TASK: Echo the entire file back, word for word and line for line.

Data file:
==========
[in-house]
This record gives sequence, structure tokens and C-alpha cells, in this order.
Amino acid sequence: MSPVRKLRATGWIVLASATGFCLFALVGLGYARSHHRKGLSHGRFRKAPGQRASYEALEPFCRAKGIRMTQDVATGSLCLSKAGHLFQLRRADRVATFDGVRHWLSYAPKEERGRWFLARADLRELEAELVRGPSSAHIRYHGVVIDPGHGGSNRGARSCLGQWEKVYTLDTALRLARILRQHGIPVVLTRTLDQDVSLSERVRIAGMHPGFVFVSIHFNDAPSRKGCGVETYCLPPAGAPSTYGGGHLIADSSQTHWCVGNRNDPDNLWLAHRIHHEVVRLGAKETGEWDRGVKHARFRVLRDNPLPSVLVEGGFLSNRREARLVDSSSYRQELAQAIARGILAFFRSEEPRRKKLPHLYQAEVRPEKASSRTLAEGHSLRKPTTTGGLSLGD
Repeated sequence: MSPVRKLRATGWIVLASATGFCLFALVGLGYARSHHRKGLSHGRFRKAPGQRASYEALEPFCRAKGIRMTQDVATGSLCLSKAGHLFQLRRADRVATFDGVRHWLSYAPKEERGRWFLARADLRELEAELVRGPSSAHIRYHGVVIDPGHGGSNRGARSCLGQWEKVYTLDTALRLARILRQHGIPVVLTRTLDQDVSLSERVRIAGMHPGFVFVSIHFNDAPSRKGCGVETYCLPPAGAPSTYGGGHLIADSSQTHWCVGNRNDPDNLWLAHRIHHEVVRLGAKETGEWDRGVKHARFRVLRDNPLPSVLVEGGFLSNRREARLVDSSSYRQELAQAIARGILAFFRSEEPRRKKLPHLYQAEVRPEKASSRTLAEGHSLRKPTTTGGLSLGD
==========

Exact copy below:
[in-house]
This record gives sequence, structure tokens and C-alpha cells, in this order.
Amino acid sequence: MSPVRKLRATGWIVLASATGFCLFALVGLGYARSHHRKGLSHGRFRKAPGQRASYEALEPFCRAKGIRMTQDVATGSLCLSKAGHLFQLRRADRVATFDGVRHWLSYAPKEERGRWFLARADLRELEAELVRGPSSAHIRYHGVVIDPGHGGSNRGARSCLGQWEKVYTLDTALRLARILRQHGIPVVLTRTLDQDVSLSERVRIAGMHPGFVFVSIHFNDAPSRKGCGVETYCLPPAGAPSTYGGGHLIADSSQTHWCVGNRNDPDNLWLAHRIHHEVVRLGAKETGEWDRGVKHARFRVLRDNPLPSVLVEGGFLSNRREARLVDSSSYRQELAQAIARGILAFFRSEEPRRKKLPHLYQAEVRPEKASSRTLAEGHSLRKPTTTGGLSLGD
Repeated sequence: MSPVRKLRATGWIVLASATGFCLFALVGLGYARSHHRKGLSHGRFRKAPGQRASYEALEPFCRAKGIRMTQDVATGSLCLSKAGHLFQLRRADRVATFDGVRHWLSYAPKEERGRWFLARADLRELEAELVRGPSSAHIRYHGVVIDPGHGGSNRGARSCLGQWEKVYTLDTALRLARILRQHGIPVVLTRTLDQDVSLSERVRIAGMHPGFVFVSIHFNDAPSRKGCGVETYCLPPAGAPSTYGGGHLIADSSQTHWCVGNRNDPDNLWLAHRIHHEVVRLGAKETGEWDRGVKHARFRVLRDNPLPSVLVEGGFLSNRREARLVDSSSYRQELAQAIARGILAFFRSEEPRRKKLPHLYQAEVRPEKASSRTLAEGHSLRKPTTTGGLSLGD